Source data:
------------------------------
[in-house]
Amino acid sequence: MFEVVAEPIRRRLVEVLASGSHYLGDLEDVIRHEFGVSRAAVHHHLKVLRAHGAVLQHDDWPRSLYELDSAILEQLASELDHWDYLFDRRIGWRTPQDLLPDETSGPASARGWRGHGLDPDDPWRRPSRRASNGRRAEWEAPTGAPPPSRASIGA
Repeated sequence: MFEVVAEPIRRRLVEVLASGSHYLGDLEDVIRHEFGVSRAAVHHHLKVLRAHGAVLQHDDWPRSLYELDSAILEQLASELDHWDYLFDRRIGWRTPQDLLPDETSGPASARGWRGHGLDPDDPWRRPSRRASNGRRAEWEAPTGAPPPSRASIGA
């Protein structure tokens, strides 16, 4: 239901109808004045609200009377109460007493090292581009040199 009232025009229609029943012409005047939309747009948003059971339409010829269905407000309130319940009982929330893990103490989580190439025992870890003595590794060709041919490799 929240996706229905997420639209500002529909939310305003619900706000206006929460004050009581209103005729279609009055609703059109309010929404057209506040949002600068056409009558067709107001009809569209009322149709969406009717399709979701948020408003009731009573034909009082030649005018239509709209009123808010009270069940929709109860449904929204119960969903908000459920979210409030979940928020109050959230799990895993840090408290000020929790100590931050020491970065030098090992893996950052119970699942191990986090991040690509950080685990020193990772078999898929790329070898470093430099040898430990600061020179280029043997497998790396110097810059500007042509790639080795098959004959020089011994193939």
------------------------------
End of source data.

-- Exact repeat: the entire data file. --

[in-house]
Amino acid sequence: MFEVVAEPIRRRLVEVLASGSHYLGDLEDVIRHEFGVSRAAVHHHLKVLRAHGAVLQHDDWPRSLYELDSAILEQLASELDHWDYLFDRRIGWRTPQDLLPDETSGPASARGWRGHGLDPDDPWRRPSRRASNGRRAEWEAPTGAPPPSRASIGA
Repeated sequence: MFEVVAEPIRRRLVEVLASGSHYLGDLEDVIRHEFGVSRAAVHHHLKVLRAHGAVLQHDDWPRSLYELDSAILEQLASELDHWDYLFDRRIGWRTPQDLLPDETSGPASARGWRGHGLDPDDPWRRPSRRASNGRRAEWEAPTGAPPPSRASIGA
């Protein structure tokens, strides 16, 4: 239901109808004045609200009377109460007493090292581009040199 009232025009229609029943012409005047939309747009948003059971339409010829269905407000309130319940009982929330893990103490989580190439025992870890003595590794060709041919490799 929240996706229905997420639209500002529909939310305003619900706000206006929460004050009581209103005729279609009055609703059109309010929404057209506040949002600068056409009558067709107001009809569209009322149709969406009717399709979701948020408003009731009573034909009082030649005018239509709209009123808010009270069940929709109860449904929204119960969903908000459920979210409030979940928020109050959230799990895993840090408290000020929790100590931050020491970065030098090992893996950052119970699942191990986090991040690509950080685990020193990772078999898929790329070898470093430099040898430990600061020179280029043997497998790396110097810059500007042509790639080795098959004959020089011994193939």